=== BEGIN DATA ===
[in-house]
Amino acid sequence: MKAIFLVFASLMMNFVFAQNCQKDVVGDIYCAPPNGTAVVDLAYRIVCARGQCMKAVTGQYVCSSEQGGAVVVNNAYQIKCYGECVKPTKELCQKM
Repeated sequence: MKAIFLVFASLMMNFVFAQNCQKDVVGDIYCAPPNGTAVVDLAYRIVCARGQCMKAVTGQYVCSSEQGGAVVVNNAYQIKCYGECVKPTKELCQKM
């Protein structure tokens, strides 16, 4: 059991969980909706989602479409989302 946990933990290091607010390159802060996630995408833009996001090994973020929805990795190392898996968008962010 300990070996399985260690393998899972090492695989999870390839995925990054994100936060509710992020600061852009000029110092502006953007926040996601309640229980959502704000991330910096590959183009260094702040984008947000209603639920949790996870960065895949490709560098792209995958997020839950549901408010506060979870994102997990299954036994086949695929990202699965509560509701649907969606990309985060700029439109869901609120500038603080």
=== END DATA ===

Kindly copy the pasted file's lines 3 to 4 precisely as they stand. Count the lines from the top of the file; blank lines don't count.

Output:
Repeated sequence: MKAIFLVFASLMMNFVFAQNCQKDVVGDIYCAPPNGTAVVDLAYRIVCARGQCMKAVTGQYVCSSEQGGAVVVNNAYQIKCYGECVKPTKELCQKM
């Protein structure tokens, strides 16, 4: 059991969980909706989602479409989302 946990933990290091607010390159802060996630995408833009996001090994973020929805990795190392898996968008962010 300990070996399985260690393998899972090492695989999870390839995925990054994100936060509710992020600061852009000029110092502006953007926040996601309640229980959502704000991330910096590959183009260094702040984008947000209603639920949790996870960065895949490709560098792209995958997020839950549901408010506060979870994102997990299954036994086949695929990202699965509560509701649907969606990309985060700029439109869901609120500038603080």